Interruptible pipelines: Keeping the application responsive while some filter is executing, for example, means that the user can make changes to the filter so that whatever the filter was executing on is no longer relevant. In that case, we should interrupt the filter to avoid wasting compute cycles and more importantly the user’s time. Thus interruptibility becomes a core requirement of this new approach.
These are the key principles. Now let’s see how that affects the implementation in some detail in the next section.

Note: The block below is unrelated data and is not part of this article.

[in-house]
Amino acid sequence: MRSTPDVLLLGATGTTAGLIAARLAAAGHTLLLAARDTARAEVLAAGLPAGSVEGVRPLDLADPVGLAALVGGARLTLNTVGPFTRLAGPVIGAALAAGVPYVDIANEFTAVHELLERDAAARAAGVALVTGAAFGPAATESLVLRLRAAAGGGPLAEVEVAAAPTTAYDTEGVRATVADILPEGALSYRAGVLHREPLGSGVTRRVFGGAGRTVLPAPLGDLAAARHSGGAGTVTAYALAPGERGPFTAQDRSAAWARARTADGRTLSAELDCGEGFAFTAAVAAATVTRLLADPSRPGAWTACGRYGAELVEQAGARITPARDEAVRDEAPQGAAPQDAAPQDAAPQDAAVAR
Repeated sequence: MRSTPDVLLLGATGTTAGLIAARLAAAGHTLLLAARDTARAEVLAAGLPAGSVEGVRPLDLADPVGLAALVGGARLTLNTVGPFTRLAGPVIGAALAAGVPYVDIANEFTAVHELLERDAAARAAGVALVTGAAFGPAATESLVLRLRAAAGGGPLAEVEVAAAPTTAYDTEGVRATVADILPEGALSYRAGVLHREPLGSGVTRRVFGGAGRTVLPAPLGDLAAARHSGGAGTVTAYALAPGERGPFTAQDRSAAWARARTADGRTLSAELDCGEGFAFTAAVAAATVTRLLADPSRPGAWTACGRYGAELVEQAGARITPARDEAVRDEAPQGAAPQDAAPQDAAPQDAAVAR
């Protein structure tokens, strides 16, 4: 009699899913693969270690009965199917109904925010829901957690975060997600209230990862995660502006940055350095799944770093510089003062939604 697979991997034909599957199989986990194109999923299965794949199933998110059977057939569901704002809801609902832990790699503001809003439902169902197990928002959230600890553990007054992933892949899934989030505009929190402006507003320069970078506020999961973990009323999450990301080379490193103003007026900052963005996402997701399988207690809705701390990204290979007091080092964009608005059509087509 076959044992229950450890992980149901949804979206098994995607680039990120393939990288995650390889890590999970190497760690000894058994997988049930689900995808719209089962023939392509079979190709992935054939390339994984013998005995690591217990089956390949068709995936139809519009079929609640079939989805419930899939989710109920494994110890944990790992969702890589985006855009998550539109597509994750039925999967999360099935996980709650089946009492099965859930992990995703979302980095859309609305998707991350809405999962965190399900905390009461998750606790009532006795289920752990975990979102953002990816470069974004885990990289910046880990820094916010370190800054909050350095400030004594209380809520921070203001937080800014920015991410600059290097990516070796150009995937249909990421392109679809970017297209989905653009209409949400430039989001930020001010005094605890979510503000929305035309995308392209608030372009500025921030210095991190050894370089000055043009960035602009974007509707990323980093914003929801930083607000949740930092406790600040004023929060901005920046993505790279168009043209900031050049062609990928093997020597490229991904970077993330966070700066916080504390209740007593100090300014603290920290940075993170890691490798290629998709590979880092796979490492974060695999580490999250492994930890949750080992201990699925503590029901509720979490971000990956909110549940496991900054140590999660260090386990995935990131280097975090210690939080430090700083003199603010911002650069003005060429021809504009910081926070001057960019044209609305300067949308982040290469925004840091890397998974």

Services: Concurrent pipelines, asynchronous APIs, etc. naturally alludes to a multithreaded architecture especially since requiring multi-process setup is not an option – we want to continue to support the “builtin” mode. We are working in a largely thread-unaware VTK world; VTK filters, pipelines etc are by no means thread safe. So, instead, we adopt a model where the data processing and rendering pipelines are executing on different threads, but each pipeline itself is only executing on a single thread. We’re not talking about a filter itself using multiple threads internally to process the data, that is orthogonal to this discussion. To support this, we use services. We define a service as something that can respond to messages coming from another thread (or process) and then handle that request on a unique thread. Thus, within a service everything is sequential but multiple services can execute concurrently to one another. There’s more nuance to this, but we can ignore that for now. What we have traditionally referred to as “data server” and “render server” in the ParaView architecture can now be simply thought of as data-service and render-service. Even in builtin mode, these services now exist and are executing on separate threads concurrently with one another. When the data-service has prepared data for rendering, it dispatches that to the render-service which then renders it and delivers results to the client. While data-service is busy, the client can still send requests and receive updates from the render-service since it’s executing on a separate thread than the data-service.